A new paper from the Commerce Commission explains the thinking behind its broadband performance testing programme. It talks about the move to SamKnows, the UK company that won the $2.8 million contract to test performance on behalf of the Commerce Commission. It also covers the plan to recruit 3,000 users as part of the testing programme.

The Commerce Commission says it has updated its broadband testing programme as a response to the Telecommunications (New Regulatory Framework) Amendment Bill that is currently before Parliament.

In the bill, section 9A (1)(d) instructs the Commerce Commission to “monitor retail service quality in relation to telecommunications services”. This monitoring has to include “service performance, speed and availability”. The bill goes on to to tell the Commerce Commission that it must “make available … information about retail service quality in a way that better informs consumer choice”. 

To meet that goal the commission says it will publish monitoring results and reports on a dedicated website from October. It then says: “We are also exploring other options and communication channels to get broadband performance information to as many consumers as possible.”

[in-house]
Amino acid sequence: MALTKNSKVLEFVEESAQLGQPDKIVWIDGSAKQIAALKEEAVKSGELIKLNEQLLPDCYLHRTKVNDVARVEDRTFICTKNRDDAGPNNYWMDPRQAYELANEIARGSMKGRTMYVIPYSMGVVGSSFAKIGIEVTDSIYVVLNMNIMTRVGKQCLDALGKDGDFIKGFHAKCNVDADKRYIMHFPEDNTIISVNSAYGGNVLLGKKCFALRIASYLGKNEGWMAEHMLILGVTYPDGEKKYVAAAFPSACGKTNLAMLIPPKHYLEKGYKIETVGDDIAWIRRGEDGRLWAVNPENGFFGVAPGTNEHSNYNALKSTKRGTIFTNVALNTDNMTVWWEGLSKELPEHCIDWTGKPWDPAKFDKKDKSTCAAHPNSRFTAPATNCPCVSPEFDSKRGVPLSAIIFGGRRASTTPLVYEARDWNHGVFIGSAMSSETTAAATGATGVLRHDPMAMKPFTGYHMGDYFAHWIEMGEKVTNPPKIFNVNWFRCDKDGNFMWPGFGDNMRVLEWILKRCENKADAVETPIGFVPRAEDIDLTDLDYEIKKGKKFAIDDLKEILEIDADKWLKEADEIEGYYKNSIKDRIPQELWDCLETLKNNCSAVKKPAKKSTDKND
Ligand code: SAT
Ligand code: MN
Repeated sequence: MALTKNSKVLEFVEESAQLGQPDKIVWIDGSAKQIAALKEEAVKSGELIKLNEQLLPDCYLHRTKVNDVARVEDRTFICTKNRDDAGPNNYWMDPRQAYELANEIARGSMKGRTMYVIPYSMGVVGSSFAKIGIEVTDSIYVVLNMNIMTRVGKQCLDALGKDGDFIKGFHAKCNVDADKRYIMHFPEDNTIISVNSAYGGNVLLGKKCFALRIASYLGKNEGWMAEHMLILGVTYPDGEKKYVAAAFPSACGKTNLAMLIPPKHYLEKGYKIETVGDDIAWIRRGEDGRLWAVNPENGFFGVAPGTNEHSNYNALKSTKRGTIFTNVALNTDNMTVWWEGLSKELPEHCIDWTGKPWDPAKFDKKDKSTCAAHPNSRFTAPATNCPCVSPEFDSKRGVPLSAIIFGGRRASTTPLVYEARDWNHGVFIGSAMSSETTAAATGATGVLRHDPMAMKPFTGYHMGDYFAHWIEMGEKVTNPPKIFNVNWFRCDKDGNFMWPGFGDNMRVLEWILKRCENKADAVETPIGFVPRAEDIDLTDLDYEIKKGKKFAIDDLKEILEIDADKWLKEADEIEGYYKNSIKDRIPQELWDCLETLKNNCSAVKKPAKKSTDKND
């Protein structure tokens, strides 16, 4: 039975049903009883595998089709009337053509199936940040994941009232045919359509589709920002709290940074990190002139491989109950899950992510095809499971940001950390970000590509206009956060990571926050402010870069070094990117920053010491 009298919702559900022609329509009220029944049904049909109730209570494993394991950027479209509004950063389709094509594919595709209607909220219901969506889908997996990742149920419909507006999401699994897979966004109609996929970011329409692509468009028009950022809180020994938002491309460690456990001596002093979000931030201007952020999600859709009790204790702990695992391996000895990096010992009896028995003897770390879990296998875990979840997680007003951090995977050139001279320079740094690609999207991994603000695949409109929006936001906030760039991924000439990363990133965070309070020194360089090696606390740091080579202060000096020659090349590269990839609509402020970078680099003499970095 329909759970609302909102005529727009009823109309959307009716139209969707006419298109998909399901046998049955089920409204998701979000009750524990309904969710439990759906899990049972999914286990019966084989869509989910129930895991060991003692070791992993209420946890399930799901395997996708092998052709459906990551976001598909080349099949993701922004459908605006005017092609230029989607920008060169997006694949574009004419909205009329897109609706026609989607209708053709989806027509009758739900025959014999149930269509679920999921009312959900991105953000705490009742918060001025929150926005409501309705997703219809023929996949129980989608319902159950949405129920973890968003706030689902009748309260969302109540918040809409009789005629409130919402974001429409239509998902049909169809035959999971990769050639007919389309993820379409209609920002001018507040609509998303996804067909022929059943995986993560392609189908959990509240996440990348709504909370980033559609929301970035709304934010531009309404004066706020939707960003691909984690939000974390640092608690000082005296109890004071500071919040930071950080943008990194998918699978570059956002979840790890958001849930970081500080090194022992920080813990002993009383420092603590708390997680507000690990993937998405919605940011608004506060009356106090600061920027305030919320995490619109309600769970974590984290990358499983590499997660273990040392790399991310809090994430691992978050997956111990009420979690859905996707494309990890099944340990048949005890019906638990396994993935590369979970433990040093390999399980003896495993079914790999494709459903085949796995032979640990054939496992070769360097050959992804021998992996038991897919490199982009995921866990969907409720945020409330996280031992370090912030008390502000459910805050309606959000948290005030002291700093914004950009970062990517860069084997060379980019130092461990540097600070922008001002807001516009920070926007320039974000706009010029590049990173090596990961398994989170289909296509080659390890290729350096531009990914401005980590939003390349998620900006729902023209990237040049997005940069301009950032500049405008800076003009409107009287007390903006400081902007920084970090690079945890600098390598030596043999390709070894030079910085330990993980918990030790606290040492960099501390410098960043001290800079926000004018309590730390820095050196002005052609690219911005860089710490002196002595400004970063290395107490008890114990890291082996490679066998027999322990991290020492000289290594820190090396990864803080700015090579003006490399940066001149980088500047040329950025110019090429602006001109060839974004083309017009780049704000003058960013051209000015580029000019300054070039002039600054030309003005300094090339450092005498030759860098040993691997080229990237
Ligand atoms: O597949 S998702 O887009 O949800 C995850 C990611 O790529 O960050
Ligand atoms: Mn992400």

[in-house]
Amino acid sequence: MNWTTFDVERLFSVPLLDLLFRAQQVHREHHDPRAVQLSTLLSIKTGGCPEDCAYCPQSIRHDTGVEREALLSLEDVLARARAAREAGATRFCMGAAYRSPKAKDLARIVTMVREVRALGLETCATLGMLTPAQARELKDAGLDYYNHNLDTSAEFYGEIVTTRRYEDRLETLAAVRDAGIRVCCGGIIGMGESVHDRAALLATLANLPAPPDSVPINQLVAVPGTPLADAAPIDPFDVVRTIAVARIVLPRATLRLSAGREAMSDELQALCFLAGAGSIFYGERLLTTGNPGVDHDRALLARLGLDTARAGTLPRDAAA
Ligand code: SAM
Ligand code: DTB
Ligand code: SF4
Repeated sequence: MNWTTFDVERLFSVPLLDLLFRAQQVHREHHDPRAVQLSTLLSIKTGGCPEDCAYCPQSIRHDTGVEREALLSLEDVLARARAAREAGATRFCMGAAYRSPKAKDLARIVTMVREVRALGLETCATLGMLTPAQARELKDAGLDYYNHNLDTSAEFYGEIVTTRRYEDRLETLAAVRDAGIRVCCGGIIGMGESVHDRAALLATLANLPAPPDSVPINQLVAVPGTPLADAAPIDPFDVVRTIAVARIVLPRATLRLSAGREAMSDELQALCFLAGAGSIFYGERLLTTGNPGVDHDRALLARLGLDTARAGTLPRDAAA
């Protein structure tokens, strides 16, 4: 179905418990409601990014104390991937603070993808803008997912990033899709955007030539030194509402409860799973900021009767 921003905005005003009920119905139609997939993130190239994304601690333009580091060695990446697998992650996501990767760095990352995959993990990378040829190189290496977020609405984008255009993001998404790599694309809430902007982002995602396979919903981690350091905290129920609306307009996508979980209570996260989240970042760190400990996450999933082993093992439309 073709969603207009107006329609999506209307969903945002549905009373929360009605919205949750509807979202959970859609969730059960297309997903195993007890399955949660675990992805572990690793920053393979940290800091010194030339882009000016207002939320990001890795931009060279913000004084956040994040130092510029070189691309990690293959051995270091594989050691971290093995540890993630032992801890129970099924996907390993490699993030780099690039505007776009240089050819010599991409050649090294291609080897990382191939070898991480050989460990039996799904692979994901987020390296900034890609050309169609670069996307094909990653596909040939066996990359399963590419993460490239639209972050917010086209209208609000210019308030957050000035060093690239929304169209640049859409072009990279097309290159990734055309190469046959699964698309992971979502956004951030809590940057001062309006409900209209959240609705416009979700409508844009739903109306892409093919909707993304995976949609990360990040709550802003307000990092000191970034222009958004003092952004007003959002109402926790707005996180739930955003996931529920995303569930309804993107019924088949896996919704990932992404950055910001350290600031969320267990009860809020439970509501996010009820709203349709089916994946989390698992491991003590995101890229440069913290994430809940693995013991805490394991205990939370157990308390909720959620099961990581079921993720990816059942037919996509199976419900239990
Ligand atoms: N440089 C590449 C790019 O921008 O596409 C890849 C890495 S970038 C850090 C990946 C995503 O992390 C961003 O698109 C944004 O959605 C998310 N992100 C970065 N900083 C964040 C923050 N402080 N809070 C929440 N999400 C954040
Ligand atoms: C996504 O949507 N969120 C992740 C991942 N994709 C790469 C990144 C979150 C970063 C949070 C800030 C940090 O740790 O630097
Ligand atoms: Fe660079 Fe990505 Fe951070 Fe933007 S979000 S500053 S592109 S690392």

The paper discusses technical aspects of performance testing. It says measuring website performance is not the best way of benchmarking because they are often broken into data fragments where the loading is interrupted by switches. “It also helps to illustrate why a generic download speed test is a poor indicator of the quality of a broadband service, and why independent testing using more ‘real life’ scenarios, such as our independent broadband testing programme with SamKnows, is so important,” the report says.

There is a discussion of network congestion and how performance changes during peak and off-peak times. There is also an explanation of the importance of latency to gamers. 

In a big picture overview, the paper notes that copper and HFC latency has stayed at around 30ms since 2013, fixed wireless has dropped from 60ms to 40ms and fibre is out in front at less than 20ms. Meanwhile the average download speeds of all technologies except ADSL have improved over time.

Netflix is singled out for a special mention. The paper says when the service arrived in New Zealand in 2015 service providers’ had to manage network congestion caused by large increases in video traffic.